olls opened across France on Sunday for the first round of the country’s presidential election.
Incumbent Emmanuel Macron has admitted that right-wing populist Marine Le Pen could beat him in the race to become head of state.
Opinion polls still see Macron ,44, leading the first round and winning a runoff against Le Pen, 53, on April 24, but several surveys now say this is within the margin of error.
Citizens will cast their vote from 8am to 7pm (5pm GMT) in most places and an hour later in some larger cities.
Unless someone gets more than half of the nationwide vote, there will be a second and decisive round between the top two candidates on Sunday, April 24.
Aside from Macron, far-right candidate Le Pen and far-left firebrand Jean-Luc Melenchon are among the prominent figures vying to take the presidential Elysee.
Macron had been the frontrunner for much of the election campaign.
But his popularity has wavered in recent weeks as the pain of inflation and soaring food and energy prices roared back as dominant election themes for many low-income households.
His late entry into the campaign as he concentrated on diplomacy over the conflict in Ukraine and his focus on an unpopular plan to increase the retirement age, have dented the president’s ratings.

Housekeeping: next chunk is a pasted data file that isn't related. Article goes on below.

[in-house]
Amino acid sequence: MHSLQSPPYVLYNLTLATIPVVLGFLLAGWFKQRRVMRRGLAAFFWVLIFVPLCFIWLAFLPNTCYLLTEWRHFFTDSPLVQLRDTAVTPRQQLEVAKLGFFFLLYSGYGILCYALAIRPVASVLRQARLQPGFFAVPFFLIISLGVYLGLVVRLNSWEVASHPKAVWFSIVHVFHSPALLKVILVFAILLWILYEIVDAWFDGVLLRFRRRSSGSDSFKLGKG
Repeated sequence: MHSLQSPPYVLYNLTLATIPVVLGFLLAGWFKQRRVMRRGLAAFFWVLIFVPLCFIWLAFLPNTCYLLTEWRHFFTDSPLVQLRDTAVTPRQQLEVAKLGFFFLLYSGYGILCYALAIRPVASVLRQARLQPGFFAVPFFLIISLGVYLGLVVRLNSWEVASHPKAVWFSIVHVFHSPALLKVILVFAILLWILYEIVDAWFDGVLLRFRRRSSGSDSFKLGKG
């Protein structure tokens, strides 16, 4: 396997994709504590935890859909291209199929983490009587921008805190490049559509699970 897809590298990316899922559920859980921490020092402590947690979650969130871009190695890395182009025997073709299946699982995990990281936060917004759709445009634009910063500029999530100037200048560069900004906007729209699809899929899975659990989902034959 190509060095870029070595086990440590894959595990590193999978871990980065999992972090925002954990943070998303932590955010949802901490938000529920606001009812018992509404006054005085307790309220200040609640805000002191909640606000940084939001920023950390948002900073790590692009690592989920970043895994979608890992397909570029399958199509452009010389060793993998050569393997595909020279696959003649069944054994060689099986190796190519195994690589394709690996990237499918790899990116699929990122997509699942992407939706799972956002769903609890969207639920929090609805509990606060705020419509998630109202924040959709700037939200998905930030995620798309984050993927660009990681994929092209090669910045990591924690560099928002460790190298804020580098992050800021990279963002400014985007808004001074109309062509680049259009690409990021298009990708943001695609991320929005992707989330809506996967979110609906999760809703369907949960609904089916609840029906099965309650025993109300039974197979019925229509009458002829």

This could drive many voters into the arms of far-right leader Le Pen who has grown in popularity after focusing on the cost of living crisis.
Macron trounced Le Pen by a landslide to become France’s youngest president in 2017.
The win for the former banker was seen as a victory against populist, nationalist politics, coming in the wake of Donald Trump’s election to the White House and Britain’s vote to leave the European Union, both in 2016.
With populist Viktor Orban winning a fourth consecutive term as Hungary’s prime minister days ago, eyes have now turned to France’s resurgent far right candidates.
Controversial National Rally leader Le Pen wants to ban Muslim headscarves in streets and halal and kosher butchers. She also wants to drastically reduce immigration from outside Europe.
Meanwhile, if Macron wins, it will be seen as a victory for the European Union.
Observers say a Macron re-election would spell real likelihood for increased cooperation and investment in European security and defence — especially with a new pro-EU German government.
Russia’s war in Ukraine has afforded Macron the chance to demonstrate his influence on the international stage and burnish his pro-NATO credentials in election debates.
Macron is the only front-runner who supports the alliance while other candidates hold differing views on France’s role within it.
Melenchon is among those who want to abandon it altogether, saying it produces nothing but squabbles and instability.